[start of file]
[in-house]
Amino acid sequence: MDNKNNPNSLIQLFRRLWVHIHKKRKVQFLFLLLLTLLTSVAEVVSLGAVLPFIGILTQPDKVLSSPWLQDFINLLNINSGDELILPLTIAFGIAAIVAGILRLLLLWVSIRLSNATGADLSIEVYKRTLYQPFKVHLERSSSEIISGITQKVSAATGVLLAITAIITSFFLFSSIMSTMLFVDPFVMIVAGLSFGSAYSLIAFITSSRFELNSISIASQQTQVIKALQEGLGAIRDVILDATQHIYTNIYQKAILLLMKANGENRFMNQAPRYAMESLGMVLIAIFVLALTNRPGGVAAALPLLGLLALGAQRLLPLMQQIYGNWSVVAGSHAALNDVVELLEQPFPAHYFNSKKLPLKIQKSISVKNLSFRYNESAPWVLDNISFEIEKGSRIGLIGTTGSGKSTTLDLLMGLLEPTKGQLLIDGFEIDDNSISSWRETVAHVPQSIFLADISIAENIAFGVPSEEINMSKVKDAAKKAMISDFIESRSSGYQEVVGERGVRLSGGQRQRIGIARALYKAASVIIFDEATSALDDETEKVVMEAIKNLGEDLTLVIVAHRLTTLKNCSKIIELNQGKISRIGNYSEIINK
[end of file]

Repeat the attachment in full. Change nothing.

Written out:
[in-house]
Amino acid sequence: MDNKNNPNSLIQLFRRLWVHIHKKRKVQFLFLLLLTLLTSVAEVVSLGAVLPFIGILTQPDKVLSSPWLQDFINLLNINSGDELILPLTIAFGIAAIVAGILRLLLLWVSIRLSNATGADLSIEVYKRTLYQPFKVHLERSSSEIISGITQKVSAATGVLLAITAIITSFFLFSSIMSTMLFVDPFVMIVAGLSFGSAYSLIAFITSSRFELNSISIASQQTQVIKALQEGLGAIRDVILDATQHIYTNIYQKAILLLMKANGENRFMNQAPRYAMESLGMVLIAIFVLALTNRPGGVAAALPLLGLLALGAQRLLPLMQQIYGNWSVVAGSHAALNDVVELLEQPFPAHYFNSKKLPLKIQKSISVKNLSFRYNESAPWVLDNISFEIEKGSRIGLIGTTGSGKSTTLDLLMGLLEPTKGQLLIDGFEIDDNSISSWRETVAHVPQSIFLADISIAENIAFGVPSEEINMSKVKDAAKKAMISDFIESRSSGYQEVVGERGVRLSGGQRQRIGIARALYKAASVIIFDEATSALDDETEKVVMEAIKNLGEDLTLVIVAHRLTTLKNCSKIIELNQGKISRIGNYSEIINK